Skiing can be fantastic exercise, a relaxing winter break, or a heart-pounding extreme sport. The basics
are simple, though it can take a lifetime to master. And the earlier you start your children on the slopes,
the easier they’ll find moving from the beginner’s slope to the black diamonds. There are a few, simple
lessons that can start your children on the skier’s path, insuring they have a fun first day on the ski slopes,
while laying the groundwork for years of skiing enjoyment.
Before your children even strap on their skis, make sure you emphasize the importance of safety. It may
seem boring, or unnecessary, to start so slowly on the ski slope, but it’s hugely important for your children
to pace themselves. Don’t push your kids into attempting things they are afraid of, or uncomfortable
doing. Successful skiing is all about preparation and staying in control, and your child should understand
that from the beginning. Not pushing your children outside of their comfort zone will actually speed up
the learning process, and minimize the chances of injury. Here’s some simple lessons you can start them
off with, before they attempt their first downhill.
Boot drills – Prior to locking on skis, have your child perfect a series of boot drills. Simply walking in
boots (working heel-to-toe) should be the first step. Next you can have your child attempt boot ties, which
involve pushing their heel and toe from side to side while keeping the center of the boot in the same place.
Then move them on to pushing half-moon designs into the snow, to further add to their comfort level in
the snow with the proper equipment. Showing them how to turn their feet while keeping their center of
gravity where it needs to be will keep them vertical more easily, and prevent a traumatic spill that will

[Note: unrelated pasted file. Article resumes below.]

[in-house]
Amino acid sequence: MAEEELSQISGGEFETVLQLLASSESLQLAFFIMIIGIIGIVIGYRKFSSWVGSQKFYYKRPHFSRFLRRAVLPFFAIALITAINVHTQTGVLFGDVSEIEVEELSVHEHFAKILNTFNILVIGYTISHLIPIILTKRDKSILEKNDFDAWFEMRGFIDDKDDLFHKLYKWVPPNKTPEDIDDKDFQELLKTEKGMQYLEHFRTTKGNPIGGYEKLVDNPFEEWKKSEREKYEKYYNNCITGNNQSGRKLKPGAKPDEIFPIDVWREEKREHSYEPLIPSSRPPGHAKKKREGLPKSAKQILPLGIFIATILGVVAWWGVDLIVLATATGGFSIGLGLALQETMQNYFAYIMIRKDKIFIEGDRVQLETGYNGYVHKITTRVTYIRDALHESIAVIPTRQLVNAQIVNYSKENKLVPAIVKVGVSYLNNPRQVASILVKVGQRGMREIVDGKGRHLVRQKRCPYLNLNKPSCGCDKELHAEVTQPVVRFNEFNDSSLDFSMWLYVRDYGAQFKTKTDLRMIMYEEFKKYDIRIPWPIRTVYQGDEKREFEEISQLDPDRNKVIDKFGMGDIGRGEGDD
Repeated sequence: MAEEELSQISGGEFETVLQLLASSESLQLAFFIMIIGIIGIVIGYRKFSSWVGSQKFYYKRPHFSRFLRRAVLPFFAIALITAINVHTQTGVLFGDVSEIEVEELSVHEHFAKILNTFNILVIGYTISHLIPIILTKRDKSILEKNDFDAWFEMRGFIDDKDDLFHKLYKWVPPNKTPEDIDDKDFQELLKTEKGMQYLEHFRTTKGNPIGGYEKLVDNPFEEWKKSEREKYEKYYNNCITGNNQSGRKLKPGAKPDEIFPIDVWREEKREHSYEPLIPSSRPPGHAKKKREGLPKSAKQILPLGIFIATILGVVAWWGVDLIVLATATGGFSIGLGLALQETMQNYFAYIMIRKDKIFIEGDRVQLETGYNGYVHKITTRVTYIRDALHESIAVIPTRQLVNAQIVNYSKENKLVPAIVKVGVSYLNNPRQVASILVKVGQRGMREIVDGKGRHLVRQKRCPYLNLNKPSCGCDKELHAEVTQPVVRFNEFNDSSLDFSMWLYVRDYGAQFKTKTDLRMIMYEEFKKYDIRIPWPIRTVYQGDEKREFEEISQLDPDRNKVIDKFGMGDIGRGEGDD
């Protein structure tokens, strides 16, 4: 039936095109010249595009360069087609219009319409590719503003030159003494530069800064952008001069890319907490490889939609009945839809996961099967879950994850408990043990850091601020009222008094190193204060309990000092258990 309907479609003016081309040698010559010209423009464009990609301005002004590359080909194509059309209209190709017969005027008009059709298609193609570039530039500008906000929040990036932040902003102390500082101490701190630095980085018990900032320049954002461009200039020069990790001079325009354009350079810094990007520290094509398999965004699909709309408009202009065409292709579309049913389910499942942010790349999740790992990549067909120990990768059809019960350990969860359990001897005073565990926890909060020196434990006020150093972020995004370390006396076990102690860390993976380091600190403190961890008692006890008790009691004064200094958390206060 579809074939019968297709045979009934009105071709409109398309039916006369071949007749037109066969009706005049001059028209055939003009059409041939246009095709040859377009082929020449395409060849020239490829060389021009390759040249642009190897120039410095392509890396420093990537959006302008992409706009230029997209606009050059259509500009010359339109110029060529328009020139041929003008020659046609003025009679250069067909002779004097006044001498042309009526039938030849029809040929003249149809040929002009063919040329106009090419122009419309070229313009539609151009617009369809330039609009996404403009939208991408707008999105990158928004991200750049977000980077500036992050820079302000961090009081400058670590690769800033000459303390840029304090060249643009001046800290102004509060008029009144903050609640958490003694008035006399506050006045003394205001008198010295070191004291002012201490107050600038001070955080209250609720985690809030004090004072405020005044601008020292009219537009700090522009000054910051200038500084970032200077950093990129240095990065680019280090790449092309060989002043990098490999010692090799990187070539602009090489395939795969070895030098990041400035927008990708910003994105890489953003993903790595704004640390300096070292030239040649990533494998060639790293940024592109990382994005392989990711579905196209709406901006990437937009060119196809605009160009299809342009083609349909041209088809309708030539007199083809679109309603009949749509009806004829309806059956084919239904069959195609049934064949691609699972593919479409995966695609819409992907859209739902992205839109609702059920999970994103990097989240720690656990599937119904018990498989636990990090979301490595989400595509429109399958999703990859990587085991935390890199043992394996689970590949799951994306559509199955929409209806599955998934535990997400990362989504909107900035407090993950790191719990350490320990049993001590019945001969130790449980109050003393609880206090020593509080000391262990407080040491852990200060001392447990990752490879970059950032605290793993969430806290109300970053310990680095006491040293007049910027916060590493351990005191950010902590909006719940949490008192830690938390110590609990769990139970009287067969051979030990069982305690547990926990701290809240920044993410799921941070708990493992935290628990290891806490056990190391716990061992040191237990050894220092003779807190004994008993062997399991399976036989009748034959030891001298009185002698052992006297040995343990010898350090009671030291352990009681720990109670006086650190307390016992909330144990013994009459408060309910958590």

dampen their excitement for the sport.
Scooter drill – With knees bent and hands held out in front, have your child glide forward with one ski on.
Do the drill until your child is comfortable with a single ski on either foot before attempting it on a slight
downhill slope with both skis on.
The wedge – Show your child how to create small wedge shapes (to slow down) or larger wedge shapes
(to stop) with their skis in order to control their movement. Make sure they’re comfortable creating this
shape with skis close together, but not crossed, so they avoid getting tangled. Attempt these moves on
slight inclines until they are comfortable.
Turning – Show them how to push one foot out at a time, while in the wedge shape, to turn and control
their skis. This will be hugely important on the crowded local ski slope, but will certainly help their
progress on more complicated downhills as well.
Mastering these simple skill sets will help your child lay the groundwork for a lifetime of skiing
enjoyment. Whether they’re attempting the local bunny slopes, or a black diamond at St Anton, they’ll
have confidence after receiving the proper training.